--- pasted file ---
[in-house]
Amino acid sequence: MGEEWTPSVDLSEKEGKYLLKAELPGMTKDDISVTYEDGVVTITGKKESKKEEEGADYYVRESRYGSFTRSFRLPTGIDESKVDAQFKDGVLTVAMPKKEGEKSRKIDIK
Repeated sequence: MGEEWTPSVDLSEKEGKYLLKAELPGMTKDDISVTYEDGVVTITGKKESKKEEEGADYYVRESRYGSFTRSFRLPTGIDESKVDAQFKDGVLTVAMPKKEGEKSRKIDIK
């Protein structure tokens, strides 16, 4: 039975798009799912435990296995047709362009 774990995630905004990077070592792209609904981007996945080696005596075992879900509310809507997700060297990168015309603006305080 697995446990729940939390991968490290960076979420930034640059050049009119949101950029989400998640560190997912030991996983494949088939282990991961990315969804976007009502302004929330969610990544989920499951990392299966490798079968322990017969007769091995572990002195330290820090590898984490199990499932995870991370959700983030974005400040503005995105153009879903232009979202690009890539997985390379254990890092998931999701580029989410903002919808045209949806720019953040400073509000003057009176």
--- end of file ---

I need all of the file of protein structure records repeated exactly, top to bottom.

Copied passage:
[in-house]
Amino acid sequence: MGEEWTPSVDLSEKEGKYLLKAELPGMTKDDISVTYEDGVVTITGKKESKKEEEGADYYVRESRYGSFTRSFRLPTGIDESKVDAQFKDGVLTVAMPKKEGEKSRKIDIK
Repeated sequence: MGEEWTPSVDLSEKEGKYLLKAELPGMTKDDISVTYEDGVVTITGKKESKKEEEGADYYVRESRYGSFTRSFRLPTGIDESKVDAQFKDGVLTVAMPKKEGEKSRKIDIK
């Protein structure tokens, strides 16, 4: 039975798009799912435990296995047709362009 774990995630905004990077070592792209609904981007996945080696005596075992879900509310809507997700060297990168015309603006305080 697995446990729940939390991968490290960076979420930034640059050049009119949101950029989400998640560190997912030991996983494949088939282990991961990315969804976007009502302004929330969610990544989920499951990392299966490798079968322990017969007769091995572990002195330290820090590898984490199990499932995870991370959700983030974005400040503005995105153009879903232009979202690009890539997985390379254990890092998931999701580029989410903002919808045209949806720019953040400073509000003057009176």